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McDaniel- Apple, rarely on other fruit trees.
Twospotted- Pear, stone fruits.
Leaves- For apple and stone fruits, speckled when lightly infested; bronzed and covered with webbing when heavily infested; injured leaves may fall. For pear, leaves turn black and drop off.
Fruit- Mite feeding can affect size, colour and subsequent fruit set of apple and pear if mites are numerous for a long period; little effect upon mature stone fruit.
Egg- Spherical, translucent to opaque.
Immature- Similar to adults but often lacking black spots, initially with six legs, later with eight.
Adult female- Oval, with eight legs, red or orange in winter, yellow to green in summer with two black spots on each side. McDaniel has additional smaller black spots toward the rear (Fig. 1) compared to the twopsotted spider mite (Fig. 2).
Adult male- Smaller than female, abdomen narrows toward rear.
|Figure 1. McDaniel spider mite life stages. (AA-FC)||Figure 2. Twospotted spider mite life stages. (AA-FC)|
Red to orange-coloured adult females overwinter beneath bark or in trash at the base of trees. In early spring they move up the tree trunk to leaves near the main limbs. They spread throughout the tree and produce several generations depending on temperature. Overwintering females appear in September.
Examine leaves throughout the orchard to assess average numbers of active spider mites and predatory mites. Inspections every week or two are desirable to evaluate population trends and tree response. Numbers of both plant-feeding and predatory mites may be determined either by hand lens examination or through one of the mite counting services.
Apple trees can tolerate the moderate numbers of spider mites that normally occur when predatory mites and insects are present. Pear cannot tolerate the level of spider mites needed to support populations of predatory mites. Chemicals applied for controlling other pests and diseases on apple may upset the ratio of plant feeding to predatory mites, reducing the effect of biological control. Refer to the table – Relative Toxicity of Insecticides/Miticides to Common Beneficial Mites and Insects – as an aid to selecting least disruptive control products.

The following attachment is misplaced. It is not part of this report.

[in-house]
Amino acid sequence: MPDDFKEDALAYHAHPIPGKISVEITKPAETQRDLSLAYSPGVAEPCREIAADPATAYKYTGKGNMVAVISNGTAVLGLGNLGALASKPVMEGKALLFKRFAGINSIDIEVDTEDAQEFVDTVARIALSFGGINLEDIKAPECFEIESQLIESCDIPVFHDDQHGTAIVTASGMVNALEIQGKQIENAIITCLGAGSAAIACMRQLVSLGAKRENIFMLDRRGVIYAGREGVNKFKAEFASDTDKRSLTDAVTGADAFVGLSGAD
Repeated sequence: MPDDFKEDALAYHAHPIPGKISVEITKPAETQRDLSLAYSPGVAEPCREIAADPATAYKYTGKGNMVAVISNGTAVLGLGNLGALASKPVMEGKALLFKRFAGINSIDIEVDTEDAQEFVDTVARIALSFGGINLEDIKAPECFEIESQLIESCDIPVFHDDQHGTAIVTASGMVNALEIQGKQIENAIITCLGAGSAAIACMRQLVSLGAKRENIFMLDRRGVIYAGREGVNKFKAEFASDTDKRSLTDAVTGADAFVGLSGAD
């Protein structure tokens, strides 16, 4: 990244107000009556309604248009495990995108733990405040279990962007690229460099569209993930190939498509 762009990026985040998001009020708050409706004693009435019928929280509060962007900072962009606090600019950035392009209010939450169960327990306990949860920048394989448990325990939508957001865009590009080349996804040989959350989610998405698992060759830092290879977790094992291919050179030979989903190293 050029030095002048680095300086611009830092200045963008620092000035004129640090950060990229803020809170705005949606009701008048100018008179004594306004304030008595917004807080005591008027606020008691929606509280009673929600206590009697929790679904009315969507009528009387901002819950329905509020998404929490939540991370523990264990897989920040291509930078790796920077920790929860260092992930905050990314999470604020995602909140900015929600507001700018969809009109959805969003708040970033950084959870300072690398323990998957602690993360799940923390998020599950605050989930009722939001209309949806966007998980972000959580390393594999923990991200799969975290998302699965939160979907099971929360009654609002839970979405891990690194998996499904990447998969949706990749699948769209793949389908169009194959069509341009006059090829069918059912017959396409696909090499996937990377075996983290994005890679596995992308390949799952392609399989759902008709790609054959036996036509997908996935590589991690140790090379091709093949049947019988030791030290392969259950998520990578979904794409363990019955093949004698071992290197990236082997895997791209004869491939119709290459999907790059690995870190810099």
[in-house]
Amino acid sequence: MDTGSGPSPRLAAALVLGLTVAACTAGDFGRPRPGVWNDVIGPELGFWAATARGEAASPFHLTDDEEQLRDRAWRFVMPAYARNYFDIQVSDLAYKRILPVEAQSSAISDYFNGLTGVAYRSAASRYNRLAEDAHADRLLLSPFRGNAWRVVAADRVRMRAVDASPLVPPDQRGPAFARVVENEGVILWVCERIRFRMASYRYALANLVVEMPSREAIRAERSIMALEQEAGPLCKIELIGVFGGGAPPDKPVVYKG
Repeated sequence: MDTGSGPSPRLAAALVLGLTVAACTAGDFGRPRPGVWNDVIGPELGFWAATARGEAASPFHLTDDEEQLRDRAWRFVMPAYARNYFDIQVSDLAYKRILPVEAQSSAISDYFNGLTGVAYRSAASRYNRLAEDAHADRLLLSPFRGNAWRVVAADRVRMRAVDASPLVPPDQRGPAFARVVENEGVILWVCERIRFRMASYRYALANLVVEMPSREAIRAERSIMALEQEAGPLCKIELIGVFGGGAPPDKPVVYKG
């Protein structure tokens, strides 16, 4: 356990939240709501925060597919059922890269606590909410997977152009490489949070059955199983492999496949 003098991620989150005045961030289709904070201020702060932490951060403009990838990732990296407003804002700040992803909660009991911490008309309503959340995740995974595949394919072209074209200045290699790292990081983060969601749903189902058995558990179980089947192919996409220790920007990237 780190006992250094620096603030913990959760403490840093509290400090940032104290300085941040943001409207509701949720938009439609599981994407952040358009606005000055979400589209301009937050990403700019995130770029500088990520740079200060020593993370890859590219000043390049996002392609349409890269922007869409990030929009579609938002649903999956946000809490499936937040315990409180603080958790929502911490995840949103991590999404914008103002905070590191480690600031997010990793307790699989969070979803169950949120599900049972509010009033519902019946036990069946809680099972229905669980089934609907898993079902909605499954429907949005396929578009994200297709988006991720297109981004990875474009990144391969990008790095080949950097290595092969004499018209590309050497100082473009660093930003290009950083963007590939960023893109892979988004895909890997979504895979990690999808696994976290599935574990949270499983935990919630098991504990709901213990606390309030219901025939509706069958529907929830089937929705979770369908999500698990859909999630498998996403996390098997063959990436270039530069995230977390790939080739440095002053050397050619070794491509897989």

Healthy, well-maintained trees will tolerate higher mite populations than weak or stressed trees.
Chemical control on apple is not required if predatory mites are present to keep McDaniel and twospotted spider mites at low to moderate levels. See chemical control of European red mite for recommended summer sprays if required to control spider mites.
Because pear is more susceptible to spider mite damage, early detection and control is often necessary to prevent losses. A petal-fall application of Apollo SC will provide season-long control. Apply when mite populations are mainly in the egg stage and there are fewer than 3 mites per leaf. Use Envidor, Nexter or Nealta for summer control of mites. Envidor controls all stages of spider mites and also controls any pear rust mite present. Do not apply more than once per season. Kanemite 15 EC will control all stages of spider mites. Apply Kanemite before economic thresholds are reached. Nealta will control all life stages of spider mites.
Pesticide resistance management - It is important to alternate products from different chemical classes or with different modes of action to avoid the development of resistance. Select miticides with different Group Numbers (see product label or Spray Schedules) to rotate as part of a resistance management program.